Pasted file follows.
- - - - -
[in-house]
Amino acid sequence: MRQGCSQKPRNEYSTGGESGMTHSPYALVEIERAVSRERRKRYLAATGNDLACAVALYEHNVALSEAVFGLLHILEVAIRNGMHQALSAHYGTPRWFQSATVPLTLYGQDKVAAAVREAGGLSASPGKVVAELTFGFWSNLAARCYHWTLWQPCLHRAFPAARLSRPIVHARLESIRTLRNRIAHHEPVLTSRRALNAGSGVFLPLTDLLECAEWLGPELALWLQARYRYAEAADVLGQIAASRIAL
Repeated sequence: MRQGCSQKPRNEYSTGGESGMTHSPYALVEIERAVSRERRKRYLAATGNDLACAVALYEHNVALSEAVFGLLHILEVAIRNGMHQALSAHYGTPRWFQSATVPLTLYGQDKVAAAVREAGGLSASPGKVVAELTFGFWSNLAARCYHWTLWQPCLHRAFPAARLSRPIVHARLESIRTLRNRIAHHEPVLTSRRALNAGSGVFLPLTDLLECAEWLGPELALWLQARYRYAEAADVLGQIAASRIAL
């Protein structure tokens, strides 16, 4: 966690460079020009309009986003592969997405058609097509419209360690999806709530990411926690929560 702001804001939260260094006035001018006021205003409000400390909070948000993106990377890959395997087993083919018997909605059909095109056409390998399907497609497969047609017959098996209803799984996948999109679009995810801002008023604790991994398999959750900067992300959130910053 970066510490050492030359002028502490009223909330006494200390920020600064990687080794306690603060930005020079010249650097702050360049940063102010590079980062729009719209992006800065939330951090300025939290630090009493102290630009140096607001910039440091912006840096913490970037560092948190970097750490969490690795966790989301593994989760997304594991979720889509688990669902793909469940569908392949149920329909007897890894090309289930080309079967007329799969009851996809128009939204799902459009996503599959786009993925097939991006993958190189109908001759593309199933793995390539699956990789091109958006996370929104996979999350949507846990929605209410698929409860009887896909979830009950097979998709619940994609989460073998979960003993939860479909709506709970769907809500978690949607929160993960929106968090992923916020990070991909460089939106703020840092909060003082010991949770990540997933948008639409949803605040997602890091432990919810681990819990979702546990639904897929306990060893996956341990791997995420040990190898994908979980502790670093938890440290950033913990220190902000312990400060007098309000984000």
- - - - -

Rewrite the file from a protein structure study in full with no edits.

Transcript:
[in-house]
Amino acid sequence: MRQGCSQKPRNEYSTGGESGMTHSPYALVEIERAVSRERRKRYLAATGNDLACAVALYEHNVALSEAVFGLLHILEVAIRNGMHQALSAHYGTPRWFQSATVPLTLYGQDKVAAAVREAGGLSASPGKVVAELTFGFWSNLAARCYHWTLWQPCLHRAFPAARLSRPIVHARLESIRTLRNRIAHHEPVLTSRRALNAGSGVFLPLTDLLECAEWLGPELALWLQARYRYAEAADVLGQIAASRIAL
Repeated sequence: MRQGCSQKPRNEYSTGGESGMTHSPYALVEIERAVSRERRKRYLAATGNDLACAVALYEHNVALSEAVFGLLHILEVAIRNGMHQALSAHYGTPRWFQSATVPLTLYGQDKVAAAVREAGGLSASPGKVVAELTFGFWSNLAARCYHWTLWQPCLHRAFPAARLSRPIVHARLESIRTLRNRIAHHEPVLTSRRALNAGSGVFLPLTDLLECAEWLGPELALWLQARYRYAEAADVLGQIAASRIAL
């Protein structure tokens, strides 16, 4: 966690460079020009309009986003592969997405058609097509419209360690999806709530990411926690929560 702001804001939260260094006035001018006021205003409000400390909070948000993106990377890959395997087993083919018997909605059909095109056409390998399907497609497969047609017959098996209803799984996948999109679009995810801002008023604790991994398999959750900067992300959130910053 970066510490050492030359002028502490009223909330006494200390920020600064990687080794306690603060930005020079010249650097702050360049940063102010590079980062729009719209992006800065939330951090300025939290630090009493102290630009140096607001910039440091912006840096913490970037560092948190970097750490969490690795966790989301593994989760997304594991979720889509688990669902793909469940569908392949149920329909007897890894090309289930080309079967007329799969009851996809128009939204799902459009996503599959786009993925097939991006993958190189109908001759593309199933793995390539699956990789091109958006996370929104996979999350949507846990929605209410698929409860009887896909979830009950097979998709619940994609989460073998979960003993939860479909709506709970769907809500978690949607929160993960929106968090992923916020990070991909460089939106703020840092909060003082010991949770990540997933948008639409949803605040997602890091432990919810681990819990979702546990639904897929306990060893996956341990791997995420040990190898994908979980502790670093938890440290950033913990220190902000312990400060007098309000984000």